Did you know that when resumes are submitted to corporations or job boards, they are then filtered by Applicant Tracking Software (ATS)? Did you also know that hiring authorities use keywords when searching for potential candidates on LinkedIn? For these reasons, it is imperative you optimize your resume and LinkedIn profile.
Optimization is “The process of choosing targeted keyword phrases related to a site, and ensuring that the site places well when those keyword phrases are part of a Web search”.
ATS looks for key words to decide which resumes should get routed to a recruiting or hiring manager for further review. And even though one can never be certain how an ATS system will treat their resume, in theory, the best optimized resumes should bring your resume toward the front of the pack.
LinkedIn advanced searches follow the same premise. If your profile is optimized with keywords that reflect your area of professional expertise, your industry and experience, a hiring authority will find you on the first few pages of the LinkedIn results.
Two readily available resources for keyword identification are job descriptions and LinkedIn User Profiles.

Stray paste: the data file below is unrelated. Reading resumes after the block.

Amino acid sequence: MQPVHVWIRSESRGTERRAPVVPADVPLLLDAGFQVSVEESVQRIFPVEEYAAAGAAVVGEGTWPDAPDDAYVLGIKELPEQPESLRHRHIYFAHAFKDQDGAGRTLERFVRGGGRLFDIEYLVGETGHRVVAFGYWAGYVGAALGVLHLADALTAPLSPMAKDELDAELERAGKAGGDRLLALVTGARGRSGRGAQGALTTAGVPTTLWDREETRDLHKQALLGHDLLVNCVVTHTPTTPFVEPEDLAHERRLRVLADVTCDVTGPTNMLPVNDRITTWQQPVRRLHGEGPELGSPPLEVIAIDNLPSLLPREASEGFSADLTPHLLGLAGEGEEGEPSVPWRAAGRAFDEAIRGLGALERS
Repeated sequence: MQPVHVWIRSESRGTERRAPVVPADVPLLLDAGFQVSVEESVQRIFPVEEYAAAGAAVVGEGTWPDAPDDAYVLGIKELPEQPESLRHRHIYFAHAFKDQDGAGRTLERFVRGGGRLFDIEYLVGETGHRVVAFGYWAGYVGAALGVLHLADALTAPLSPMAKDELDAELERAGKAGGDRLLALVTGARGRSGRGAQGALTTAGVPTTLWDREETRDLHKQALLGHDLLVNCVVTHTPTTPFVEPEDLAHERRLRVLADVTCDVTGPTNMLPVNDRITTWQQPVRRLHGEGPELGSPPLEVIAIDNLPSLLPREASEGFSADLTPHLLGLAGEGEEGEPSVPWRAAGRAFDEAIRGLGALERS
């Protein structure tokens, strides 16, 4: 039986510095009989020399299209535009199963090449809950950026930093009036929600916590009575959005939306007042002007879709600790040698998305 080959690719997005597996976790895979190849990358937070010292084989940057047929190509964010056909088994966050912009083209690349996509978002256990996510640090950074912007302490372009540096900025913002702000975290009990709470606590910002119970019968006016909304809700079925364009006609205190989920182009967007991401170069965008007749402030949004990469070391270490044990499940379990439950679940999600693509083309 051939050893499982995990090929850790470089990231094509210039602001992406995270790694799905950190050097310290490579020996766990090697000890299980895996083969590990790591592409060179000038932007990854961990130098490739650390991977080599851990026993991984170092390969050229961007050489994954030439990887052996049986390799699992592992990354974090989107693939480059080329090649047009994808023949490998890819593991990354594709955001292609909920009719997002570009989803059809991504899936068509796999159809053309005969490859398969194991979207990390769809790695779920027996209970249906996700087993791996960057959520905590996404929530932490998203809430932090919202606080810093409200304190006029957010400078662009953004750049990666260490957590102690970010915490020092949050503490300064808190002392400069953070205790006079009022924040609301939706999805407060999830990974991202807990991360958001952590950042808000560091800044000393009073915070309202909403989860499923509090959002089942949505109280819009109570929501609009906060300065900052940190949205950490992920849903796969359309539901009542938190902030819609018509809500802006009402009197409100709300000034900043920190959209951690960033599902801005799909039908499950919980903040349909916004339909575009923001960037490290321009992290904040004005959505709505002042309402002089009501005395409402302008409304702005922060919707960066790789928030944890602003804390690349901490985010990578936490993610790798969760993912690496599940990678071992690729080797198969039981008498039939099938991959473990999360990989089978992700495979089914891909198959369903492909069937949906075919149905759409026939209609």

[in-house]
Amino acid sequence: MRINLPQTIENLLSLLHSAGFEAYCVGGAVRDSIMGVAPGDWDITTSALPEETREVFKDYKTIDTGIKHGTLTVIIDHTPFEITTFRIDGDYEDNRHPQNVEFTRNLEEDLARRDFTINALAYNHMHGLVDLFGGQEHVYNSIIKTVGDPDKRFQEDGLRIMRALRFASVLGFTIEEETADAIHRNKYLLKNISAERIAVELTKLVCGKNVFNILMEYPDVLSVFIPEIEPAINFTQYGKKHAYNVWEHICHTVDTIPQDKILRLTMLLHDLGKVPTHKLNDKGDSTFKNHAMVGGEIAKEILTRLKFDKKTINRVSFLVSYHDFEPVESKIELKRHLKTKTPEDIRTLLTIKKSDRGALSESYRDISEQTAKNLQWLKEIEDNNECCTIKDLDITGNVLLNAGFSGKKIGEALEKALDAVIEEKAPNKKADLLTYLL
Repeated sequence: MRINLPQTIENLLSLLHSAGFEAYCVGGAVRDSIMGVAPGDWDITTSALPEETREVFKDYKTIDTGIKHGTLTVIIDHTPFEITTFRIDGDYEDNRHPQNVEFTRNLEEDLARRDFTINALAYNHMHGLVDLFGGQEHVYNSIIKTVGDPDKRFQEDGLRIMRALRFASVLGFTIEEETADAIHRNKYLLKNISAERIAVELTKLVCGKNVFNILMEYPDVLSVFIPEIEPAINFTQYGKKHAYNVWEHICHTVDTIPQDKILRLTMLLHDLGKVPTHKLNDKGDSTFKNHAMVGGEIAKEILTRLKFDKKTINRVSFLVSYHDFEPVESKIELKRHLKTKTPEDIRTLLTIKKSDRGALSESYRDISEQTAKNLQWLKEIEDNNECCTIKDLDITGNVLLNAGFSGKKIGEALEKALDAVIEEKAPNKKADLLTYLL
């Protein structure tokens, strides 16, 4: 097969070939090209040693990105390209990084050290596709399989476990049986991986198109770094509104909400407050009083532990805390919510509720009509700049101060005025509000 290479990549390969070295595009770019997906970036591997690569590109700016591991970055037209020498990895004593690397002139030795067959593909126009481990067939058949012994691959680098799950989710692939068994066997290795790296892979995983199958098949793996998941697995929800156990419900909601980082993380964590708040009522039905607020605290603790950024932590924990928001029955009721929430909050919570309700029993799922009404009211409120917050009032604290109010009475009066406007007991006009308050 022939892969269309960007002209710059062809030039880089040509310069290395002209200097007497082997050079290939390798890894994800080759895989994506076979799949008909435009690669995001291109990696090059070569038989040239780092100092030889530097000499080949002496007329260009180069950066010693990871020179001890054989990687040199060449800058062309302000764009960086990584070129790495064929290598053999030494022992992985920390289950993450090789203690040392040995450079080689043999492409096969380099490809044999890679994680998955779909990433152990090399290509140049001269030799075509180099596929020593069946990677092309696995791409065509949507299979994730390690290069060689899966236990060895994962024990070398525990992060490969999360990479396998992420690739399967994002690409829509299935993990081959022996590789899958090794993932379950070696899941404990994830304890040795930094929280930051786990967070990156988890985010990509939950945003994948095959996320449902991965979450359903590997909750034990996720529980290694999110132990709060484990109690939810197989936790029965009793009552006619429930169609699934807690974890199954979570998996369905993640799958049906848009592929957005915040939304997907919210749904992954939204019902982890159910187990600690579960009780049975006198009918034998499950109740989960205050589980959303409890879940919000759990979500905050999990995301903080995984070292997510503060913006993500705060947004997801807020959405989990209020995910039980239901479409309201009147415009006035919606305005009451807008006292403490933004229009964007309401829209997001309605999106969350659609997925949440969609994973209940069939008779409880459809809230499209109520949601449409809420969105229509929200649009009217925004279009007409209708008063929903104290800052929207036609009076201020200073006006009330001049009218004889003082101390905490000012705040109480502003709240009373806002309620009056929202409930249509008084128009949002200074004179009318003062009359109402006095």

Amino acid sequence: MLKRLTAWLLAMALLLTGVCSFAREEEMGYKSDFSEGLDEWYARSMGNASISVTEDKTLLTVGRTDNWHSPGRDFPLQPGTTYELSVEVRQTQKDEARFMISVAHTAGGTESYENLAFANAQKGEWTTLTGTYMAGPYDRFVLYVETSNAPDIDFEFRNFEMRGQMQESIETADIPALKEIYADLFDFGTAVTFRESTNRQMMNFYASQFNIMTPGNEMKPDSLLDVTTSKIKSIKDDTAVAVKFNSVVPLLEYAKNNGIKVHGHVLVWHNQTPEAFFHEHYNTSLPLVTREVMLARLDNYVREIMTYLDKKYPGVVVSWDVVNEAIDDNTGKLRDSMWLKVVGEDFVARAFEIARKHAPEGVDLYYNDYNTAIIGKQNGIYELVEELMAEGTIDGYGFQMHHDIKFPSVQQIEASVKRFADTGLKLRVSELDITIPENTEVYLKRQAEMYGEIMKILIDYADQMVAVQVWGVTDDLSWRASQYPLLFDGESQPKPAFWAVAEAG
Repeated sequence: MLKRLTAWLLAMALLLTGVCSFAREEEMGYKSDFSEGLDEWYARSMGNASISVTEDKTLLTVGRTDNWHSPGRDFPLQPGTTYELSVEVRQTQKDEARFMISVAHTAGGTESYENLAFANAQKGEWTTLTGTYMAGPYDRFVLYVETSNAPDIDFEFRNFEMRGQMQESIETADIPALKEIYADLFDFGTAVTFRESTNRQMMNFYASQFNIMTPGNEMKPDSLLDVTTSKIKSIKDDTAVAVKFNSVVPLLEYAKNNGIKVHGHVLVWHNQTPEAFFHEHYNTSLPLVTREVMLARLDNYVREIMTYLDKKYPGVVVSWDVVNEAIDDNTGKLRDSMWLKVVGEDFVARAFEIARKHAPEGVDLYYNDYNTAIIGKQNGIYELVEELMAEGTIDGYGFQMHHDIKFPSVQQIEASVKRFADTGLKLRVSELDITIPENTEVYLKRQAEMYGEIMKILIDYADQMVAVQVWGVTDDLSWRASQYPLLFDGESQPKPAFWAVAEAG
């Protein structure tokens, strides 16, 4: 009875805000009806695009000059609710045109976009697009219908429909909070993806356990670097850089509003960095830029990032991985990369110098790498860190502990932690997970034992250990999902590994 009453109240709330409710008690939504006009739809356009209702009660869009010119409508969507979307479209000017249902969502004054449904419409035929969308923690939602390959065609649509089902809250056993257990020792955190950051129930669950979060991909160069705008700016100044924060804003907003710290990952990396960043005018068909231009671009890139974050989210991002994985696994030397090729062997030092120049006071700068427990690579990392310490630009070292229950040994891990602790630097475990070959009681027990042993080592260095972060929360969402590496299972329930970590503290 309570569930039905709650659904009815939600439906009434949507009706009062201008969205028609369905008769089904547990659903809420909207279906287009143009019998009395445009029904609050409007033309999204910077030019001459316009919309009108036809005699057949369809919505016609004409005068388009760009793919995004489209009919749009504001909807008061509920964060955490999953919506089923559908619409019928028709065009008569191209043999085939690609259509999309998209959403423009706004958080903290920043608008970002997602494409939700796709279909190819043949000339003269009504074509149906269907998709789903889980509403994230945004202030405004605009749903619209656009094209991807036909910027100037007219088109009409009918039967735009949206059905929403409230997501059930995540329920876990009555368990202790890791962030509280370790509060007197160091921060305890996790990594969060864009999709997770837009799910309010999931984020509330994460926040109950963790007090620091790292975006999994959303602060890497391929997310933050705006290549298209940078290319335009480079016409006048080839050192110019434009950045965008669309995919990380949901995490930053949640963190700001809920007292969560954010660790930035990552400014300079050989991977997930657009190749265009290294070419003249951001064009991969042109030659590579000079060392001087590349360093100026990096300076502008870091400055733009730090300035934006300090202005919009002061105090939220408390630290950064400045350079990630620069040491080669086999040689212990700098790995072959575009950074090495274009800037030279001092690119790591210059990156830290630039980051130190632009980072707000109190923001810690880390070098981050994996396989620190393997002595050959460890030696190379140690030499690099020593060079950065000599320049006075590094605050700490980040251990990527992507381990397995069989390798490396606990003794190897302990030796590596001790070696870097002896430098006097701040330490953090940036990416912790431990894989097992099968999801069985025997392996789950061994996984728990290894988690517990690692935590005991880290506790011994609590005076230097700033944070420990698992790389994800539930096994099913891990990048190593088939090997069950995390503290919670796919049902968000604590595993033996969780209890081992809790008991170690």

It’s no secret that your resume should be tailored to the opportunity being pursued. Read through the job description and highlight all words that apply to your background, experience and education and industry. Then, tailor your resume to incorporate those words. Here’s a little tip: use keywords more than once, and use keyword phrases, too. This will improve your rank in ATS and LinkedIn search results.
Say you work as a Quality Manager in the beverage industry, and you have significant experience in organic tea distribution. The company you work at specializes in green tea, herbal tea and black tea. You were responsible for the implementation of the company’s Total Quality Management program. You are applying for a new position at a similar company.
The job description uses the words “organic tea”, “distribution”, “green tea”, “herbal tea”, “black tea”, “Quality Manager”, “Total Quality Management” , “lead” and “direct”. You would want to incorporate these keywords into your resume, example: I am Quality Manager at a wholesale organic tea distribution company specializing in green tea, herbal tea and black tea. I am responsible for providing leadership and overall direction to the facility’s Total Quality Management program.
Next, hone your LinkedIn profile. Currently, LinkedIn scans the following categories:
- Professional Headline
A simple audit will let you see which keywords bring your profile to the first few pages of a search. Do this by:
- Choose “People” from the drop down menu (left of “search” box); Click “Advanced”
- Enter a keyword or keywords associated with your targeted position. Example: Quality Manager, organic tea
- Select t an industry or industries that apply to you. Understand the broader you make your search the lower your ranking will be
- Now hit search. Can you find yourself in the first few pages of the LinkedIn results? If not, recruiters aren’t either
Spend some time reviewing the LinkedIn profiles from your search. Identify keywords these people used and incorporate relevant words into your profile.